Joe Mauer(notes) is hurt. He smiles through the pain because the unwritten part of a $184 million contract calls for grinning and bearing. He refuses to talk about his injuries because to do so would be to admit they exist, and to do that would seem like an excuse, and if there is anything Joe Mauer hates, it's excuses. So he plays.
"I'm in the lineup," he said.
In the annals of votes of self-confidence, it's in the same ZIP code as "Well, at least my leg's not falling off." By nature Mauer isn't the most effusive sort. Still, when his rote answer to any physical ailments is simply to point out his presence in the Minnesota Twins' starting nine, that doesn't exactly inspire visions of physical fitness.
Though still baseball's best catcher, the reigning American League MVP looks little like his 2009 self, even after gorging the last two days on Kansas City pitching. His power output is unplugged, with only six home runs after mashing 28 last season. His on-base percentage is the lowest since his rookie season. He's catching a quarter of opposing basestealers, far below his career average. And at 27, Mauer is feeling the sort of wear that builds in men who spent half their professional lives squatting in cumbersome gear and taking ball after inadvertent ball off all 206 of their bones.
Mauer's left heel nags him. His right shoulder aches. Two other injuries – his back and his hip, for which the St. Paul Pioneer Press reported he receives treatment – are something neither he nor the organization will address publicly. Because while the heel and shoulder are more pesky, anything having to do with a back or hip, let alone both, inspires a great deal of fear.
Remember, the eight-year deal worth all that cheese doesn't start until next season. And even a team like Minnesota – with the increased revenues Target Field provides, the zenith of player-development systems and a Latin-American program rivaling any in the game – can't swallow the prospect of its franchise player hobbling along so early into such a monumental contract.
Mauer embodies the Twins in the same fashion Albert Pujols(notes) does the Cardinals, and Pujols has played with a torn ligament in his throwing elbow for seven years now. Part of the superstar ethos is commitment beyond reason. For Pujols, that means girding his elbow in ice and never drawing attention to it, even in the midst of a slump. And for Mauer, it necessitates his presence in the No. 3 hole for a Twins team lost without him.
"He knows he needs to be out there," Twins manager Ron Gardenhire said.
Such an attitude is frightening, given the length of Minnesota's commitment to Mauer. As important as it is for the Twins to use their superior talent and overtake Chicago for the AL Central lead, doing so with Mauer's long-term health in the balance is a 12-gauge shell to the foot. Certainly the Twins wouldn't put Mauer in a harmful position willfully, and yet short-sightedness can wreak havoc on best-laid plans.
"We're a better team when I'm behind the plate," Mauer said. "That's the goal: to be back there as much as I can. And that's what I'm trying to do."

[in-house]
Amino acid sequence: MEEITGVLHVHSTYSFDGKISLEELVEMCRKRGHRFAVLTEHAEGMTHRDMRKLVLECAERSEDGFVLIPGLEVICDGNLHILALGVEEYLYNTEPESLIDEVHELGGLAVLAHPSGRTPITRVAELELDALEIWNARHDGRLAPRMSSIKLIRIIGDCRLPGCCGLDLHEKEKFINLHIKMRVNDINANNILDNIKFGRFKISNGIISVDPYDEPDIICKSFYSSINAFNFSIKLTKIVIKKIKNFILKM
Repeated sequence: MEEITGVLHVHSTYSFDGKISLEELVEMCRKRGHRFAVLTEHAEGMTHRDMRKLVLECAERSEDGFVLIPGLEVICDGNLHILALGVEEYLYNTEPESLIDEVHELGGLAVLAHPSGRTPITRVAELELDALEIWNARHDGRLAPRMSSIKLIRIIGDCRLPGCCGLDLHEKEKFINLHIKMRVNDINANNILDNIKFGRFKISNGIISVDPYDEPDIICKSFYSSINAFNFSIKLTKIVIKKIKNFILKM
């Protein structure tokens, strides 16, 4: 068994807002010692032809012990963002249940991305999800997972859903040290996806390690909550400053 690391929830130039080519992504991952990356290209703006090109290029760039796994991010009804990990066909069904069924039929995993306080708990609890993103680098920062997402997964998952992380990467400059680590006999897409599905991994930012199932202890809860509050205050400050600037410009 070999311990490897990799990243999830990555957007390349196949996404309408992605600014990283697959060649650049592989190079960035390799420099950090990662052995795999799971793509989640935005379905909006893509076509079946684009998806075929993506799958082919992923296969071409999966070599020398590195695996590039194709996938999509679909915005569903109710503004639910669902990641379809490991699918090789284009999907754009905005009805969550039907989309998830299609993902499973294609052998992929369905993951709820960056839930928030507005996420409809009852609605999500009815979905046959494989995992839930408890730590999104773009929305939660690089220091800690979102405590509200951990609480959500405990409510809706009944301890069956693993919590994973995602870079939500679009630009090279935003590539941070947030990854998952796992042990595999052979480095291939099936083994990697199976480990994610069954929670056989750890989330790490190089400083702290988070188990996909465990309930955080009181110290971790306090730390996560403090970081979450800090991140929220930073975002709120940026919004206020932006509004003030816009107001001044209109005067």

In the first half, Mauer received four off-days and missed a week with the heel injury. At one point, he played 41 consecutive games. Mauer has caught in nearly 90 percent of his games this season, more than last season when he served as DH once every five games or so. Gardenhire already has given Mauer two days off since the All-Star break.
"He won't ever let you know just how hurt he is," Twins DH Jim Thome(notes) said. "That's the great thing about him. He doesn't complain. At this time of year, everyone has little aches and pains. His are greater than that, no question.”
A banged-up Mauer is still hitting .308 with a .374 on-base percentage and .462 slugging percentage, numbers buoyed the last two nights in which he went seven for nine with three doubles and a home run. The Twins would more than welcome his power stroke back. Anything to keep him from bunting late in a tie game with runners on first and second, which, to the confused gasps of Twins fans, he did against Cleveland a week ago.
"I'm not too concerned about home run numbers," he said. "I'm more worried about wins and losses. I'm sure you and everyone else can come up with your own theories."
Last season, Mauer's home run spray chart looked like a line of machine-gun fire. His opposite-field power was particularly prodigious, with 13 balls going over the left or left-center field fence, though he was an equal-opportunity thumper, with plenty more to center and right fields. Even with his line-drive rate steady – an indicator Mauer is squaring the ball up like usual – his home run rate on fly balls has dropped from 20 percent to around 6 percent. None have gone to left field.
Part of the issue, the Twins believe, is Target Field, which in its first year has been a home run mortuary. Mauer remains homerless in the park he helped get publicly financed. More likely is the compounding effect of Mauer's bumps and bruises sapping the power from his swing. For all the time he spends in the training room, with whirlpools and tubs and massages, nothing is drawing out the Mauer from 2009.
He hears that a lot. Last season this, last season that. It gets annoying. Mauer fields similar questions all the time about Francisco Liriano(notes), too. He's the Twins' ace, whose renaissance is reminiscent of the 2006 season in which he dominated before Tommy John surgery sidetracked him. Liriano is finally back, and the comparisons to '06 are there. Mauer prefers to look at careers in a vacuum, each season unique, each person different.
"To have someone duplicate what he did when he's so above and beyond … " Mauer said, his voice trailing off. It was as though he was talking about someone else, someone he knows all too well. And it hurt.